- Associated Press - Saturday, October 17, 2015

EFFINGHAM, Ill. (AP) - Visitors to the Old Settlers Reunion could step back in time by viewing a collection of vintage bicycles, some that have been restored and others that are in their original, nearly pristine condition.

Rich Weishaar of Effingham needed to find a way to get some exercise after having open heart surgery in 2007. So, he opted to buy a new bicycle to help with his recovery.

“Later, I went to an auction and bought an old bicycle,” said Weishaar. “That got me started going to more auctions and garage sales and picking up more bikes. I also started going to bicycle shows, where you can win prizes. These shows have classes, just like car shows.”

His collection includes versions made from 1938 to 1980 of the two-wheeled transportation. He was showing 15, but, his collection includes around 40 bicycles in different styles and ages. He transports them carefully with specially built bike racks to keep them from getting scratched.

One of the more rare bicycles displayed was built by Iver Johnson, which hasn’t been made since World War II. The company’s name was Iver Johnson Arms and Cycle Works.

“Iver Johnson made both guns and bicycles, but when World War II started, they stopped making the bicycles. I bought this one at a sale in Toledo (Illinois),” said Weishaar.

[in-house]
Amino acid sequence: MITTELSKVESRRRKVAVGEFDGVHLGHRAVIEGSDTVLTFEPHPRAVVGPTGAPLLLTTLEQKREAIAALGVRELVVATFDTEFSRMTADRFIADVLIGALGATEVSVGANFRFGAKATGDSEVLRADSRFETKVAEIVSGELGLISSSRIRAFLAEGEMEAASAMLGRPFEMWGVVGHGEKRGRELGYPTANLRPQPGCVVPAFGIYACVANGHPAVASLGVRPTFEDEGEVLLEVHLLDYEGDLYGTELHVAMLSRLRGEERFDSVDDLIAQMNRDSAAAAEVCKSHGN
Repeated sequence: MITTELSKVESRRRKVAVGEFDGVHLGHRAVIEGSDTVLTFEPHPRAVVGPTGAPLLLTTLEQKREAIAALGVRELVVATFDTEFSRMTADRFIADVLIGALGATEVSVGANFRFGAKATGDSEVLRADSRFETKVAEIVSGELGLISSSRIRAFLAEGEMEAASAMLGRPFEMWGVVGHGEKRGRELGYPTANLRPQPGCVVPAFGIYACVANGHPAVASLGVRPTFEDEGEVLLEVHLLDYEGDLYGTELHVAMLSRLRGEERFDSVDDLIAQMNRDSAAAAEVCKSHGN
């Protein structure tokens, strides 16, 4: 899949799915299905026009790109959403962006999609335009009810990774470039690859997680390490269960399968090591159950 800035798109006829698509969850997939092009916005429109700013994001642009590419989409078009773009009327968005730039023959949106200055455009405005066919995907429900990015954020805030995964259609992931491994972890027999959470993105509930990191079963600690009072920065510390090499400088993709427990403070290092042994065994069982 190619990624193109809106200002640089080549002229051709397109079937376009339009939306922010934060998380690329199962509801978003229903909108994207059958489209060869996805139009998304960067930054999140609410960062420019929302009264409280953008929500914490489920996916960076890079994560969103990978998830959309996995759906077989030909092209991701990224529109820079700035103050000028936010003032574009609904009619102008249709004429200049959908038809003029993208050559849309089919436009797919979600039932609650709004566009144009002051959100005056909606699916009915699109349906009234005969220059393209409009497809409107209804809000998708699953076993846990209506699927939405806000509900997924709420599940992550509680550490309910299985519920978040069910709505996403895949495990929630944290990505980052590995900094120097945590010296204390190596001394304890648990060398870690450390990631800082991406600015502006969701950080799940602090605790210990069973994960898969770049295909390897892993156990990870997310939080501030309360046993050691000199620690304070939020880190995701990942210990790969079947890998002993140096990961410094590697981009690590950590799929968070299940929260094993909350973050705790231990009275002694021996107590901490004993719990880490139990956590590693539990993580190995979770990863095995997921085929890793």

Another of his favorites is a red 1959 Schwinn Phantom. The bike was only made in three colors, red, green and black, and the red ones are the most rare, he said.

Some models have a battery powered head lamp and horn. It takes D cell batteries power the accessories on the bicycles.

Weishaar researches to learn the history of his and other bicycles. Every U.S. bicycle manufacturer filed bankruptcy in 2000, because they couldn’t compete with the manufacturers in China and Taiwan, he said.


Source: Effingham Daily News, https://bit.ly/1Mcq58s


Information from: Effingham Daily News, https://www.effinghamdailynews.com

Sign up for Daily Newsletters

Manage Newsletters

Copyright © 2021 The Washington Times, LLC.

Please read our comment policy before commenting.


Click to Read More and View Comments

Click to Hide